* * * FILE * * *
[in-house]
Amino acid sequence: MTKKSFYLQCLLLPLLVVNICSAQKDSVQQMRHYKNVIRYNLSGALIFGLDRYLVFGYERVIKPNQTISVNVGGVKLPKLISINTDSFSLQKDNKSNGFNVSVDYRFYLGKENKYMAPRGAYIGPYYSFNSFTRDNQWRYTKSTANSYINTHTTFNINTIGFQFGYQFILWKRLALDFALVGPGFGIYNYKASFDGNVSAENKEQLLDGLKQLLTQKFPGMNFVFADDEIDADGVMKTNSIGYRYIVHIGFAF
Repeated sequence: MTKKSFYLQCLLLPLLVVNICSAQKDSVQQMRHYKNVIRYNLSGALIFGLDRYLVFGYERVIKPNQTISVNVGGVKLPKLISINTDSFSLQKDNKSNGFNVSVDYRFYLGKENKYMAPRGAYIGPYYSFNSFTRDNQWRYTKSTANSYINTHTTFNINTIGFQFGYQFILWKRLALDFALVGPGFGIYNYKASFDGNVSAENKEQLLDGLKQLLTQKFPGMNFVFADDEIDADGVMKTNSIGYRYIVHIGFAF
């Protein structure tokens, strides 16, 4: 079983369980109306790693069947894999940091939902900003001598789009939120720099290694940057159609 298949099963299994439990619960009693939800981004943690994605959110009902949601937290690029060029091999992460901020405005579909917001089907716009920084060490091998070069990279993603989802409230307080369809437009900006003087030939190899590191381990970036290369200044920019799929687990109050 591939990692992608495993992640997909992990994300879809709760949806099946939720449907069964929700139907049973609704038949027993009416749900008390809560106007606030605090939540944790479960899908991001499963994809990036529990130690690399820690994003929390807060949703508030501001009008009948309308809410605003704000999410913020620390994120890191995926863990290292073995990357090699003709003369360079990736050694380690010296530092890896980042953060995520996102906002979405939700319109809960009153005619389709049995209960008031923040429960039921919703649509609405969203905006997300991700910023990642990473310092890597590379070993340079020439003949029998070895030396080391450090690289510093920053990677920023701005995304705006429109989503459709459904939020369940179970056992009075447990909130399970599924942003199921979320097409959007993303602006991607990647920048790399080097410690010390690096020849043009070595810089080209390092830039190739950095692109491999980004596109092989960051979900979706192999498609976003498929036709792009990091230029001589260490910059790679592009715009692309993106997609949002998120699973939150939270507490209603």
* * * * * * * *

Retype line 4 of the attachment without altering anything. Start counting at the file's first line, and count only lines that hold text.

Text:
């Protein structure tokens, strides 16, 4: 079983369980109306790693069947894999940091939902900003001598789009939120720099290694940057159609 298949099963299994439990619960009693939800981004943690994605959110009902949601937290690029060029091999992460901020405005579909917001089907716009920084060490091998070069990279993603989802409230307080369809437009900006003087030939190899590191381990970036290369200044920019799929687990109050 591939990692992608495993992640997909992990994300879809709760949806099946939720449907069964929700139907049973609704038949027993009416749900008390809560106007606030605090939540944790479960899908991001499963994809990036529990130690690399820690994003929390807060949703508030501001009008009948309308809410605003704000999410913020620390994120890191995926863990290292073995990357090699003709003369360079990736050694380690010296530092890896980042953060995520996102906002979405939700319109809960009153005619389709049995209960008031923040429960039921919703649509609405969203905006997300991700910023990642990473310092890597590379070993340079020439003949029998070895030396080391450090690289510093920053990677920023701005995304705006429109989503459709459904939020369940179970056992009075447990909130399970599924942003199921979320097409959007993303602006991607990647920048790399080097410690010390690096020849043009070595810089080209390092830039190739950095692109491999980004596109092989960051979900979706192999498609976003498929036709792009990091230029001589260490910059790679592009715009692309993106997609949002998120699973939150939270507490209603």